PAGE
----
"We find matchups we think are favorable, we'll attack those," said Udoka. "[Curry] got some fouls early, so we knew he wouldn't be as aggressive. You don't want these guys to rest on that end of the court. We did it with [Kevin] Durant and [Giannis] Antetokounmpo. Even the good defenders, you don't want to give them one end of the court off. ... Putting them in action and not letting them off the hook is part of the plan."
Roles were reversed from Games 2 to 3. Whereas the Celtics were miffed about a light whistle against Green on Sunday, the Warriors took umbrage with the TD Garden crowd's "F*** you, Draymond" chants on Wednesday, as if they had never heard such language before. As if indelicacy was not Green's trademark.
"Dropping F-bombs with children in the crowd," Klay Thompson said. "Real classy. Good job, Boston."
"Classy," added Warriors coach Steve Kerr. "Very classy."
This series lost its class in Game 2. It's a fight to the finish now, and Boston won Round 3.
"It's a matter of playing through pain," said Celtics center Robert Williams III, 10 weeks from knee surgery.
"We've got a chance to do something special," added Smart. "There's no guarantees we'll be back here."
Golden State should have seen Boston's resiliency in the scouting report. The Celtics started the regular season with an 18-21 record and finished on a 33-10 tear, owners of the league's best defense. When Antetokounmpo's Milwaukee Bucks took a 3-2 lead in Boston during the Eastern Conference semifinals, the Celtics won two straight to eliminate the defending champions. And when Jimmy Butler's top-seeded Miami Heat forced a Game 7 in the conference finals, the Celtics survived a wild Game 7 on the road.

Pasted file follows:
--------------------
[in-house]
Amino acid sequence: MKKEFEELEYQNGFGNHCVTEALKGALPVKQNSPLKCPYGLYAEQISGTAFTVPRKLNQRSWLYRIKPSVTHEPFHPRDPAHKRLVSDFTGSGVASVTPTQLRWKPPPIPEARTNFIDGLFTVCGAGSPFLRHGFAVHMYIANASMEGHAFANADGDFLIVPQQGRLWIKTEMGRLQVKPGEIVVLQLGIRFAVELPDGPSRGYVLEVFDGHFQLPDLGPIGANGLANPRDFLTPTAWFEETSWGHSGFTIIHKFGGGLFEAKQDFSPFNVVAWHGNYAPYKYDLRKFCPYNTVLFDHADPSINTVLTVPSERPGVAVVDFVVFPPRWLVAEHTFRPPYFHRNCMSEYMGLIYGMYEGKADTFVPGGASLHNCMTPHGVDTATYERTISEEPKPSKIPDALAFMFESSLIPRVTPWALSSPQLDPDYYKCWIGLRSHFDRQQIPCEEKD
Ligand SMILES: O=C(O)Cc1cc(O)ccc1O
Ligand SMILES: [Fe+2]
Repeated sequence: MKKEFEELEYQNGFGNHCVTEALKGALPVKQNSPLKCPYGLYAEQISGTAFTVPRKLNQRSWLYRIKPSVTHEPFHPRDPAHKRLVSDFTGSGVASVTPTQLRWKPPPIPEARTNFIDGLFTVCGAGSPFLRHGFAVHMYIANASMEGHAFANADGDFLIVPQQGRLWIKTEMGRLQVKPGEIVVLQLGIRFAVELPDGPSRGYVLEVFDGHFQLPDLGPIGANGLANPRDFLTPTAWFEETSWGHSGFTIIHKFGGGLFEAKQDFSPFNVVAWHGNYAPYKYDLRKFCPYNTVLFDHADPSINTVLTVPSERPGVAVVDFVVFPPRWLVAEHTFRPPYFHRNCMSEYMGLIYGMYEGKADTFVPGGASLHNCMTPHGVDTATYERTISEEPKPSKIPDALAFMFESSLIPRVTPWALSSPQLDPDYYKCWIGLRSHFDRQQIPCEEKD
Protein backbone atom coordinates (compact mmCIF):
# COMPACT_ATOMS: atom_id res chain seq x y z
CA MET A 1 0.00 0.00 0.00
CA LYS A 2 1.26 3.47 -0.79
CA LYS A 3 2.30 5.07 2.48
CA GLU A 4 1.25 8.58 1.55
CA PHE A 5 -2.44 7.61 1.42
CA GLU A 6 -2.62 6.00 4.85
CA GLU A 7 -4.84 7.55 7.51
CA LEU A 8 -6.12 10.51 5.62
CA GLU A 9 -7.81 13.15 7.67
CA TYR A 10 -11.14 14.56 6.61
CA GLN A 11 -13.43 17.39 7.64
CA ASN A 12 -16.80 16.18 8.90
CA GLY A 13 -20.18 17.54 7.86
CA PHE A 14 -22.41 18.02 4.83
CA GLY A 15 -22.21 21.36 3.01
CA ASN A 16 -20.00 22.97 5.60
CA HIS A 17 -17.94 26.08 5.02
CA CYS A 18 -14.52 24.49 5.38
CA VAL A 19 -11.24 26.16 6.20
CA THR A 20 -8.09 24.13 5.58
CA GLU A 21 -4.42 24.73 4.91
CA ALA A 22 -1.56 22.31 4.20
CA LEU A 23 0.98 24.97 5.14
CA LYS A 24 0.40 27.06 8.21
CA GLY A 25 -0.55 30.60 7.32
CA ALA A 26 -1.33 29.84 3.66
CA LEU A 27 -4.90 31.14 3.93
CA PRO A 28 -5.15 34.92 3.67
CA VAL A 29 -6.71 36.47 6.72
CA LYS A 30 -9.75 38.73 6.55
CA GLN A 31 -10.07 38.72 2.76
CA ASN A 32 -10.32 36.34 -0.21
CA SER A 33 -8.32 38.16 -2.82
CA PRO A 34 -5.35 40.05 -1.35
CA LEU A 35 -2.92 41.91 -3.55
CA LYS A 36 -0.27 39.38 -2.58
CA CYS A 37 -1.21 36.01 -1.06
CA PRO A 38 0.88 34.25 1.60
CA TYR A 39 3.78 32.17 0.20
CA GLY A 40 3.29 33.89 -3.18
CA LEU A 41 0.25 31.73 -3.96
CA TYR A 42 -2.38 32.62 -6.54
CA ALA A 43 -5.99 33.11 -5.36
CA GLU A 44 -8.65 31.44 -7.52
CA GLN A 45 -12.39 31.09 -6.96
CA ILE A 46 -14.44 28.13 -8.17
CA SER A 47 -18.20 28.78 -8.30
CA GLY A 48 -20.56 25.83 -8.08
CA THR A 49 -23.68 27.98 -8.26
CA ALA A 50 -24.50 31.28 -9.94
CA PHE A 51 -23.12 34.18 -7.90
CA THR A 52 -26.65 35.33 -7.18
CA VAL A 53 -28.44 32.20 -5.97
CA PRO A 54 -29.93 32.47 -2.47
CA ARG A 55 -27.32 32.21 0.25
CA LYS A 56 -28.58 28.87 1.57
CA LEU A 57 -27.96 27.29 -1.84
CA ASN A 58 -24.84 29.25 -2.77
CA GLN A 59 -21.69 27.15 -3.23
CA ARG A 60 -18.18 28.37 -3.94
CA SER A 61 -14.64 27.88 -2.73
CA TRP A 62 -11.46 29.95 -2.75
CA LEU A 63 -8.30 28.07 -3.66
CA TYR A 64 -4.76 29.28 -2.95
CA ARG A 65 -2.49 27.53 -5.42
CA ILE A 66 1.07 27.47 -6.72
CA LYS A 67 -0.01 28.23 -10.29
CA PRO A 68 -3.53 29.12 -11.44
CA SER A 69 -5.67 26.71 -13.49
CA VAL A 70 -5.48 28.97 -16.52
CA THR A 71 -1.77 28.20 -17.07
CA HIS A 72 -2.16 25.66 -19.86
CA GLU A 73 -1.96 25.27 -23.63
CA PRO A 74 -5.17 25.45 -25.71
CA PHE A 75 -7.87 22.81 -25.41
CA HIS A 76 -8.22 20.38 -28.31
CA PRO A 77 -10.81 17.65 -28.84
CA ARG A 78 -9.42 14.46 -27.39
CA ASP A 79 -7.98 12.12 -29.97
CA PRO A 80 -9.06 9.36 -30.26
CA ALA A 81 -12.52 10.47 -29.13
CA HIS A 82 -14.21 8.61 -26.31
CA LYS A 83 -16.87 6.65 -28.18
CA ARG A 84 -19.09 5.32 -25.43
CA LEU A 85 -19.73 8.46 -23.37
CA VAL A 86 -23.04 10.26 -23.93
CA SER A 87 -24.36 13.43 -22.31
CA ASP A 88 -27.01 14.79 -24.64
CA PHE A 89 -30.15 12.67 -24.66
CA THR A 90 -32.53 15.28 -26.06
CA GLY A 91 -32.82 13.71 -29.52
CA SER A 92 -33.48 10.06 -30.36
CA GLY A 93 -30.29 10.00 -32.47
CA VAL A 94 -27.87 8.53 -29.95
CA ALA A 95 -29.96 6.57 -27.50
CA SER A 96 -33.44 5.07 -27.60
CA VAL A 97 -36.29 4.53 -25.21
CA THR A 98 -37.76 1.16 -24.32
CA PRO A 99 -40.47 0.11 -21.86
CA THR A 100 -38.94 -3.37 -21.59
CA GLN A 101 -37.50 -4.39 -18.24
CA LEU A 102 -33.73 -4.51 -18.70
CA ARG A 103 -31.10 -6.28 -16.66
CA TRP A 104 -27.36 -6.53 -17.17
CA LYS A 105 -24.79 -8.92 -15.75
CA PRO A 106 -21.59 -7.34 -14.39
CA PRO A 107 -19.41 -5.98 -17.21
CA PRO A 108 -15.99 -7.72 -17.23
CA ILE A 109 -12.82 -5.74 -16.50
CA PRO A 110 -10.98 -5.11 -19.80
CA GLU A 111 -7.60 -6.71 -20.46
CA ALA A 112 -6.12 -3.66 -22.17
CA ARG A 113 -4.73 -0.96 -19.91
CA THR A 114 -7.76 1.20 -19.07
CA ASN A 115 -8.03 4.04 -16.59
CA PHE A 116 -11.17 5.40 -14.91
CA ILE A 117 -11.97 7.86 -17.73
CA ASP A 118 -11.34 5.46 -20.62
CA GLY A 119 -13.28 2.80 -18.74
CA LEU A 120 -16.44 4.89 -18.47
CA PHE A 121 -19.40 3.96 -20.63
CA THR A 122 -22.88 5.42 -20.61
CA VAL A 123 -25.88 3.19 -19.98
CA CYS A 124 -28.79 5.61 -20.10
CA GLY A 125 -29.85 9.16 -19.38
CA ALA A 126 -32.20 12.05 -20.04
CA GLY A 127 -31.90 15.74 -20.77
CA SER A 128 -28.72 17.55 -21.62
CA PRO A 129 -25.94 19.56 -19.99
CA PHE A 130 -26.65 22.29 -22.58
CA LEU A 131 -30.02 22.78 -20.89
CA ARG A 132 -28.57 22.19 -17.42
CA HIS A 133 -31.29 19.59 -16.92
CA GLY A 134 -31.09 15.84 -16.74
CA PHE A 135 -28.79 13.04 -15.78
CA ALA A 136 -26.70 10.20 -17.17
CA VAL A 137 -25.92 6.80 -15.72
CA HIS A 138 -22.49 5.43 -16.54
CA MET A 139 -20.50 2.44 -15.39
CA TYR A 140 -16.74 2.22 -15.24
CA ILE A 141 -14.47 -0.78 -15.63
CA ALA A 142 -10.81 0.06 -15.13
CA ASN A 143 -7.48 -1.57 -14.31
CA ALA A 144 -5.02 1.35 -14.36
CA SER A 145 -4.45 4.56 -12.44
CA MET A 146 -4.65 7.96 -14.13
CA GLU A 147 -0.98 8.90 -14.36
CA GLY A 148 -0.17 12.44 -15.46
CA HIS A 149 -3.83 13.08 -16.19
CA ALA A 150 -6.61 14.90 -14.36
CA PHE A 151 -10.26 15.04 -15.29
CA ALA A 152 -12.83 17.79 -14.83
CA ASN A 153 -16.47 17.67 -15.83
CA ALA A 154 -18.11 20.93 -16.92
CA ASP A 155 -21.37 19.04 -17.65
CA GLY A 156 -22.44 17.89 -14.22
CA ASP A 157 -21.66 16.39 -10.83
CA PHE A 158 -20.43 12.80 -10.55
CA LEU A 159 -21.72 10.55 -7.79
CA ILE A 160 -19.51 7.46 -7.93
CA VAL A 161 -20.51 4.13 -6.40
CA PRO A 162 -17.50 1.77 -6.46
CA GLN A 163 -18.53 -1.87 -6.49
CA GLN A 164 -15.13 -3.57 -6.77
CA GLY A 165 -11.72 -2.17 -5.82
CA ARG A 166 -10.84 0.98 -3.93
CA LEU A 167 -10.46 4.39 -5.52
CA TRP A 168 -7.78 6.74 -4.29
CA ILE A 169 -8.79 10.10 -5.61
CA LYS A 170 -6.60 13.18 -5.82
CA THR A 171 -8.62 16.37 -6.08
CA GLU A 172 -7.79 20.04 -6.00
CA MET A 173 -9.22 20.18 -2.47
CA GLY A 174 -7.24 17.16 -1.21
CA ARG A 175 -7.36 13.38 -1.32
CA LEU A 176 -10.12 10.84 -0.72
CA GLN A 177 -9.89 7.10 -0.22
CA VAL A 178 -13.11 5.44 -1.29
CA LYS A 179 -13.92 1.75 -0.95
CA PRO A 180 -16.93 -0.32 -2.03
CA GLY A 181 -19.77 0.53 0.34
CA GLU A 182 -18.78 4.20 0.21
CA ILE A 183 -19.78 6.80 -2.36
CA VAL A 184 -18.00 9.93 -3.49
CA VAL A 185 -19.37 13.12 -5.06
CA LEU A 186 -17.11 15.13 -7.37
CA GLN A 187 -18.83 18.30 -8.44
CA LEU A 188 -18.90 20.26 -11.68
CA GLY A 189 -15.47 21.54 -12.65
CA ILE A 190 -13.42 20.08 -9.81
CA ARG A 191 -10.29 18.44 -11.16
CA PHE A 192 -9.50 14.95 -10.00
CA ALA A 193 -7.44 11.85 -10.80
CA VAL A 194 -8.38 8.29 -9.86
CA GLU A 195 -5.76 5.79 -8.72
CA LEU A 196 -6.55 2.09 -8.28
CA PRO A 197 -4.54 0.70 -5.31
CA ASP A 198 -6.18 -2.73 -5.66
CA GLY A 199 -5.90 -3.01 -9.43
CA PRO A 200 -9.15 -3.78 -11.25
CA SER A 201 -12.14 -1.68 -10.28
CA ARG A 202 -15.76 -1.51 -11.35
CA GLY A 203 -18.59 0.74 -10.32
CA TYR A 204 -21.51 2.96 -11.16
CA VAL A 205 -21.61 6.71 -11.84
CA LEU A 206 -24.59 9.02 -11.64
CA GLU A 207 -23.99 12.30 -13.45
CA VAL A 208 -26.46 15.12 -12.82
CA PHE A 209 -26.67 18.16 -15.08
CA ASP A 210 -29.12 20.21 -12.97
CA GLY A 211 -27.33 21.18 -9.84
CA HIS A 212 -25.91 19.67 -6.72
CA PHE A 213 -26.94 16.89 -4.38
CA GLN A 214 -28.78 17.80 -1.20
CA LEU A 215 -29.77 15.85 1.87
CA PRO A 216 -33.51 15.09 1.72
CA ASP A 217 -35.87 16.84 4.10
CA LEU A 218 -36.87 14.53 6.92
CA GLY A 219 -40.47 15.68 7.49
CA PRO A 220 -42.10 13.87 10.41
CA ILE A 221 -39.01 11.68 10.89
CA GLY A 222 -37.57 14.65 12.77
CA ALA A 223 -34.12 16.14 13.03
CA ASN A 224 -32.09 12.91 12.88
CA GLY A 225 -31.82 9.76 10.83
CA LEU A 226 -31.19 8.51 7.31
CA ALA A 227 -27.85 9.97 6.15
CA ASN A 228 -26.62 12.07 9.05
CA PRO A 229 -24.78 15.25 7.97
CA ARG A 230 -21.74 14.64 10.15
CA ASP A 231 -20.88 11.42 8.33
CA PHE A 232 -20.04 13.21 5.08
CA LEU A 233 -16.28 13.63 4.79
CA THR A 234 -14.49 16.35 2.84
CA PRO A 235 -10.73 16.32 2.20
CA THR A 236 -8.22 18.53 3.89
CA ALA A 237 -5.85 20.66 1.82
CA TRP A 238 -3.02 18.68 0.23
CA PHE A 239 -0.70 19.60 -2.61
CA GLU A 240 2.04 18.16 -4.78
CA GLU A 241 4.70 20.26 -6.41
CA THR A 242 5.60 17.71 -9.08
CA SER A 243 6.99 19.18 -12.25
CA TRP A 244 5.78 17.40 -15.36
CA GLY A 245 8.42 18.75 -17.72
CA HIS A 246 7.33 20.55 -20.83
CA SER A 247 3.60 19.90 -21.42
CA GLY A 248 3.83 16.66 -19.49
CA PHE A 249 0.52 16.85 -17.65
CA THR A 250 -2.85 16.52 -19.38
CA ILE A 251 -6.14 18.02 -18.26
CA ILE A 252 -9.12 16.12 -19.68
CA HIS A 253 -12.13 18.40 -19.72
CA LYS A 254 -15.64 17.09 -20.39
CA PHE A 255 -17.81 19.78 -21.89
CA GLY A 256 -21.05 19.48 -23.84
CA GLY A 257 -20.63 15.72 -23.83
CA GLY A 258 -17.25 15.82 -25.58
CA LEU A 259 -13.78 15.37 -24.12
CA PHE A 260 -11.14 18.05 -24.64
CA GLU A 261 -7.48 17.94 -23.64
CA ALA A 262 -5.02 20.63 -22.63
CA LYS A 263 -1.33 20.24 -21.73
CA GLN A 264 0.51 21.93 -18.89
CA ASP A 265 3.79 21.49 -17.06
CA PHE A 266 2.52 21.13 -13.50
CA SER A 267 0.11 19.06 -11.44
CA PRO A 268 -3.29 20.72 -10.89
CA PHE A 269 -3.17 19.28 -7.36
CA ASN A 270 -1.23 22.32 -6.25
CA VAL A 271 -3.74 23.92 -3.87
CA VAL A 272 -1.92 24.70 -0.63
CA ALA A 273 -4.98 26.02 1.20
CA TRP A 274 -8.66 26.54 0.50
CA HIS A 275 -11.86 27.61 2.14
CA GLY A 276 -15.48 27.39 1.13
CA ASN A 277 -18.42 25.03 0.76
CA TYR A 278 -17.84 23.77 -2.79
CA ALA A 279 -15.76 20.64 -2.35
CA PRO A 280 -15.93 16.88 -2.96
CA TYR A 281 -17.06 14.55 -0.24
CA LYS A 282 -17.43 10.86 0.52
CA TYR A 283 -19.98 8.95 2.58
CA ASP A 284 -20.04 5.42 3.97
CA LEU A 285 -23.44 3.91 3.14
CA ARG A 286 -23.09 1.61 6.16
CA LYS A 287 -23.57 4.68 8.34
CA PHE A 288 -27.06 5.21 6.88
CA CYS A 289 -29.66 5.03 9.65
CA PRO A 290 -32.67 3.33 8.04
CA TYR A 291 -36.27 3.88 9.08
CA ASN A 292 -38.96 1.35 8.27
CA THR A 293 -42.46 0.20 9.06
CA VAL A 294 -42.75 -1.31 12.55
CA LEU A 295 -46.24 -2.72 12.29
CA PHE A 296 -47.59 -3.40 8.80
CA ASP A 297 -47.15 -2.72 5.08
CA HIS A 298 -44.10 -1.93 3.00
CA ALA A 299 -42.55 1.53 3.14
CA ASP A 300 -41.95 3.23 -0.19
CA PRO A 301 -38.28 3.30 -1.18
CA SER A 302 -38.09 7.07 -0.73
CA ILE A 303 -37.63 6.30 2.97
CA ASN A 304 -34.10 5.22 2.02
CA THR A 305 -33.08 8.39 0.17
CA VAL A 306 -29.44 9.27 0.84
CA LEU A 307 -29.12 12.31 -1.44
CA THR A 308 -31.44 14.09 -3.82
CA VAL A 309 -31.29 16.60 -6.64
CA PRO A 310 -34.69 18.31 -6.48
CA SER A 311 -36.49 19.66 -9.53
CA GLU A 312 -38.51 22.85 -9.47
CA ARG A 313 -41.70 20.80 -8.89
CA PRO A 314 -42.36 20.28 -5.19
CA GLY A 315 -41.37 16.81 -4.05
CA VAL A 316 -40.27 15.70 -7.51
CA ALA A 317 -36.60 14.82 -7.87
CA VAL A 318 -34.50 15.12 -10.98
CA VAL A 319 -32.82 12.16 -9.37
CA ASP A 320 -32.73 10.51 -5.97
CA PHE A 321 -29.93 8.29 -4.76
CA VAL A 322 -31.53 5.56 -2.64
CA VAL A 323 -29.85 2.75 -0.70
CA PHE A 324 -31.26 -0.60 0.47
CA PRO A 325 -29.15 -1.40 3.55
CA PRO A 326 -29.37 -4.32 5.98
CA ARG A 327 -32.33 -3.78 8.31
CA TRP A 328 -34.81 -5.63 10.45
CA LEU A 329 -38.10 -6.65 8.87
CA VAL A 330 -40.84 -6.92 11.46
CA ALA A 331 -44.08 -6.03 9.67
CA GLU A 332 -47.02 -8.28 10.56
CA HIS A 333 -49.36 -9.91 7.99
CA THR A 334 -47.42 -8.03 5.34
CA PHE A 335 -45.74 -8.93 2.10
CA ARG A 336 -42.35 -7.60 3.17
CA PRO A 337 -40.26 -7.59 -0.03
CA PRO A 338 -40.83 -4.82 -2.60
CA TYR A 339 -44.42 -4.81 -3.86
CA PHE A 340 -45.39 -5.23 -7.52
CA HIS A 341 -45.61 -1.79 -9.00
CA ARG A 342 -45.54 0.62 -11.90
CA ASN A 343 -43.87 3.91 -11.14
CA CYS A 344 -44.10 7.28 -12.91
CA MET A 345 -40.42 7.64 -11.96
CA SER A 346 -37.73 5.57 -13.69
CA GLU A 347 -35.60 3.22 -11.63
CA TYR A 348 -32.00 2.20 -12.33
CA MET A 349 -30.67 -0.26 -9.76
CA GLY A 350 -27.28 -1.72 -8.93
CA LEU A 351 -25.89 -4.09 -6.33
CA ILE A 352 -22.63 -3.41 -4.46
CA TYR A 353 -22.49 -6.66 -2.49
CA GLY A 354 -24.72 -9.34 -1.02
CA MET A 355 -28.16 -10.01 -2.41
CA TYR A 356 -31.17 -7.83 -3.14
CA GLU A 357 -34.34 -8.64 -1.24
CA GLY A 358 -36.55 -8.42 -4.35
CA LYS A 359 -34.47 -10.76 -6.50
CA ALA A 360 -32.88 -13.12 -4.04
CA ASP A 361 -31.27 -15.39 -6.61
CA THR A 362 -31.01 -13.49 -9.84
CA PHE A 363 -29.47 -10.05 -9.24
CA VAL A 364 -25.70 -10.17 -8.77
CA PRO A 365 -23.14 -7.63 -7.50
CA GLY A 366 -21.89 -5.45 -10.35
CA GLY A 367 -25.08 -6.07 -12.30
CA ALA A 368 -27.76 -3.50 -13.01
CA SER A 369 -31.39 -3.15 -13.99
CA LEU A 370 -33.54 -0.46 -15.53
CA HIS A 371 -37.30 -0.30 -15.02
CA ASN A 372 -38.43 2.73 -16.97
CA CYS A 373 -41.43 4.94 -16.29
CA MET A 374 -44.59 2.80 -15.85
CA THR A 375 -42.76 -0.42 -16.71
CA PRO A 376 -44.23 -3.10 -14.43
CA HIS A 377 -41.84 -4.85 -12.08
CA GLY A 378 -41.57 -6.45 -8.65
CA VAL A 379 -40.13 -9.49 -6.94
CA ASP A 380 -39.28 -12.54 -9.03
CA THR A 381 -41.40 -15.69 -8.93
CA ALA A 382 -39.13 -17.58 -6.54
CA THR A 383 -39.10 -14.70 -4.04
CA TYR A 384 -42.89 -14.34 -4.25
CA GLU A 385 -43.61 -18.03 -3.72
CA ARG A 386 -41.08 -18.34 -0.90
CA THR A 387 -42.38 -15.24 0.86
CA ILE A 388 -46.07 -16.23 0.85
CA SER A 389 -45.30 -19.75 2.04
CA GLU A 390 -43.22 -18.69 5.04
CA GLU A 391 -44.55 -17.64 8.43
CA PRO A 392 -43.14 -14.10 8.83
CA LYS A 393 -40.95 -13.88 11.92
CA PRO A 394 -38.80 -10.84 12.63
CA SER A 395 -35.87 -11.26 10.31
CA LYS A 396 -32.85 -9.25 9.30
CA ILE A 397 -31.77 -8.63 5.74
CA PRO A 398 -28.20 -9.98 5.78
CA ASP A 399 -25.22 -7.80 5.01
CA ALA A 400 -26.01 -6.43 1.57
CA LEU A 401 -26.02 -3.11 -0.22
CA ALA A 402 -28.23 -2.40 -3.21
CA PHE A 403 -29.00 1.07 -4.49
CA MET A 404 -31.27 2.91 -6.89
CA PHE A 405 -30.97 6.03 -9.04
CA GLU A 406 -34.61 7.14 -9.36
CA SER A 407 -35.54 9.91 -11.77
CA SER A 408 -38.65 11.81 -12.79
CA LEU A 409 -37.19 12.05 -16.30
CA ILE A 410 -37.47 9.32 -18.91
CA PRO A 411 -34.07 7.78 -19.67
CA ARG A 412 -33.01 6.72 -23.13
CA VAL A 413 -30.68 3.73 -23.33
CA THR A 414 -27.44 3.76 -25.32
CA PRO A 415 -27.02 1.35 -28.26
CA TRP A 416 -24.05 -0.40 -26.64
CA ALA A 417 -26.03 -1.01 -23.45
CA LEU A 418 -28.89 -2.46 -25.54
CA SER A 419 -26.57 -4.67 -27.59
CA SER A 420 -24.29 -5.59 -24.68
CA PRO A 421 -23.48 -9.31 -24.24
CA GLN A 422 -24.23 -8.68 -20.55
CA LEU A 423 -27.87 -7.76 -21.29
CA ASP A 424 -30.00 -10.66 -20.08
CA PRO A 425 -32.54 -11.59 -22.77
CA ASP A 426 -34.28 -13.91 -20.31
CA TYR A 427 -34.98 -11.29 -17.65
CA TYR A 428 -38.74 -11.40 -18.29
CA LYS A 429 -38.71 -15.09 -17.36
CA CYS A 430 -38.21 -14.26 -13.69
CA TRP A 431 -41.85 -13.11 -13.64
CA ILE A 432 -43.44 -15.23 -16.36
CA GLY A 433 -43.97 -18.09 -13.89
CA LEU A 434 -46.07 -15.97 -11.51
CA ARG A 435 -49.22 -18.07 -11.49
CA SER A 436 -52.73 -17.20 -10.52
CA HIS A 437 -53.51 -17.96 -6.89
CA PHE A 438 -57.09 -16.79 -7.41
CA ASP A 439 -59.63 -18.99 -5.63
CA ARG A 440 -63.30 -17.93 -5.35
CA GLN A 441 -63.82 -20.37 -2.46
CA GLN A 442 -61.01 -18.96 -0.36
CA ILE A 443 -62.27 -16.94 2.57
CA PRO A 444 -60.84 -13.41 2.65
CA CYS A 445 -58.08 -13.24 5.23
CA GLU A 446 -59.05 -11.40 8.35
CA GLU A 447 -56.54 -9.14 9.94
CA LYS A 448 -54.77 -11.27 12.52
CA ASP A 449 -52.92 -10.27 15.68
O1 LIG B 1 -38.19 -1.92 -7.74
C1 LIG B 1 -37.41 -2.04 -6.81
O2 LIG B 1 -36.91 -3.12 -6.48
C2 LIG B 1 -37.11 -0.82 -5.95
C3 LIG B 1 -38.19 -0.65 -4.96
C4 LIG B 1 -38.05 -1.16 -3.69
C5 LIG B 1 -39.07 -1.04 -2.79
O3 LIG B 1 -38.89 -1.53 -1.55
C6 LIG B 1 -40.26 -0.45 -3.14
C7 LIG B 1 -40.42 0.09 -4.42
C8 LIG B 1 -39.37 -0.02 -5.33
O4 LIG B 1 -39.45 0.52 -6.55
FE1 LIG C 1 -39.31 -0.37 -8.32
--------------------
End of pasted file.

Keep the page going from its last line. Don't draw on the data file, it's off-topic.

"I don't think at this point there's any anxiety from the players," said Udoka, whose task now is maintaining his team's intensity on high in Game 4. "It is what it is. We've been battle-tested throughout the playoffs."
Wednesday was resiliency in short order. The Warriors slashed an 18-point lead to 56-49 on an 11-0 run over 96 seconds, and the Celtics shoved back for five straight of their own. Golden State scored seven points on a single possession split into two by Horford's flagrant foul. Another Curry 3-pointer gave his team its first lead since the opening seconds, and another third quarter was rolling Golden State's way.
Except, Smart's 3-point answer returned the lead to Boston for good on the next possession. The Celtics emerged from Golden State's 33-point third quarter with a four-point lead they extended to 16 by game's end. For every Warriors jab, the Celtics landed a combination to the body and the head. We should know the extent of Curry's foot injury on Thursday, but the results of Golden State's film study are important, too.
Bullying worked once, but Udoka's Celtics will not be "punked." They are now 7-0 following a playoff loss. If they are to fall, they will go down swinging. Land two more, though, and a new champion is crowned.
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Ben Rohrbach is a staff writer for Yahoo Sports. Have a tip? Email him at firstname.lastname@example.org or follow him on Twitter! Follow @brohrbach